In a discreet branch of Pacific Coffee known only to me and about five others this morning, I couldn’t help but overhear a conversation between a rich, bossy British woman with an ‘expat accent’ and her iPad-tapping teenage daughter about the possibility that CY Leung would discard the Lan Kwai Fong landlord. The girl in particular seemed most concerned about the idea of Ocean Park without Zeman at the helm. Even the Filipino maid, trying to fend off incessant offers of cakes and sandwiches from her ma’am, joined in, saying how much her own kids had liked the place. Up on the Peak, this will make or break the new administration.

Leaving the billionaire panda and beer merchant aside, CY’s alleged line-up taken as a whole looks disappointingly like ‘more of the same’ – so grey that Ada Wong, a barrister, looks refreshing and original. CY may have a problem attracting, or even considering, certain people because many tycoons and bureaucrats hate him. He’s not the back-slapping networking, friend-making type, so it’s not like he has a long list of personal contacts to help him out. There is also the problem of Beijing and its positive-vetting approach to approving appointments; many political and even personal backgrounds probably just aren’t acceptable. Not least, there is a class- or caste-type hierarchy; it’s fine to have been born into public or police housing, but if you haven’t risen into a fairly narrowly defined bracket of material success, you don’t cut it. Tsang Tak-sing barely fits in with his non-job. It’s hard to imagine someone along the lines of, say, labour activist Chan Yuen-han joining the pearl-bedecked, handbag-carrying ranks of policymakers. Too earthy.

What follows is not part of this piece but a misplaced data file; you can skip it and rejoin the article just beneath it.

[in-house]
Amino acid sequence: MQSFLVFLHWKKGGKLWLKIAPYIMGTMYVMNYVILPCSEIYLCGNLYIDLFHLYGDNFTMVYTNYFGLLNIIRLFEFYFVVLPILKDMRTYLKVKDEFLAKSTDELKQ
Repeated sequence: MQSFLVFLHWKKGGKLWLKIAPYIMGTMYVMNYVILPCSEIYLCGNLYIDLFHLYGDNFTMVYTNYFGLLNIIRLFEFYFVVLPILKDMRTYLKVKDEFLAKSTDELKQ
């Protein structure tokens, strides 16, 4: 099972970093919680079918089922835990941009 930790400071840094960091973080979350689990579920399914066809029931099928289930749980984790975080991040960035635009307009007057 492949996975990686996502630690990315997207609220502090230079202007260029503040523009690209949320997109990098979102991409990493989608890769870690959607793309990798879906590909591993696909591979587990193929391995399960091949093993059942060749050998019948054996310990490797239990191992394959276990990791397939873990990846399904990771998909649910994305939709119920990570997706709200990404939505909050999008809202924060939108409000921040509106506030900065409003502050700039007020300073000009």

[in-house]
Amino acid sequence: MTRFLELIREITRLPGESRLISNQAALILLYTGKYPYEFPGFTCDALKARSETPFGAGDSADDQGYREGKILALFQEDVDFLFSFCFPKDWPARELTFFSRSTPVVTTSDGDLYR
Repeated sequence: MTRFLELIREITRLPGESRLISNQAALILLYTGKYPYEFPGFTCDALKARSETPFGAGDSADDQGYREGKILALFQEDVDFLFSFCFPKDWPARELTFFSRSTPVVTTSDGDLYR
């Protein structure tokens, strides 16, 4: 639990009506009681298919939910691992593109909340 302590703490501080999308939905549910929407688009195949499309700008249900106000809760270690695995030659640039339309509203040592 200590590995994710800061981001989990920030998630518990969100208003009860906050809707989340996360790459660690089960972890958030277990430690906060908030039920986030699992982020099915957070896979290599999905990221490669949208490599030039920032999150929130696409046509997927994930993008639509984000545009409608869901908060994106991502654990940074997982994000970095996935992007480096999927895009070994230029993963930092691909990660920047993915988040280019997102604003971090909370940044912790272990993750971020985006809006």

Seven million people to choose from, and it still keeps coming back to yet another uninspiring un-dream team. Just as well we don’t have other people’s problems.

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11 Responses to That ‘talent shortage’ in practice

  1. maugrim says:

    Theer are some interesting choices being made. Eddie Ng has been mooted as Secretary for Education. He is a most unusual choice. Probably one of the smartest persons ive met in HK, with a sharp mind, Eddie whilst possibly picking up education (I think he was on the board of HKIEd and he’s with the HKEAA), he has a lot of business links, particularly related to HR. Eddie has a huge ego so it will be most interesting how this plays out.

    As to Regina, she’s love nothing more than to get into Exco and weild power. Just as the whining Zeman has cred at the Peak, Regina has a strong following amongst ex civil servant types, middle class men who believe in thrift, hard work and discipline.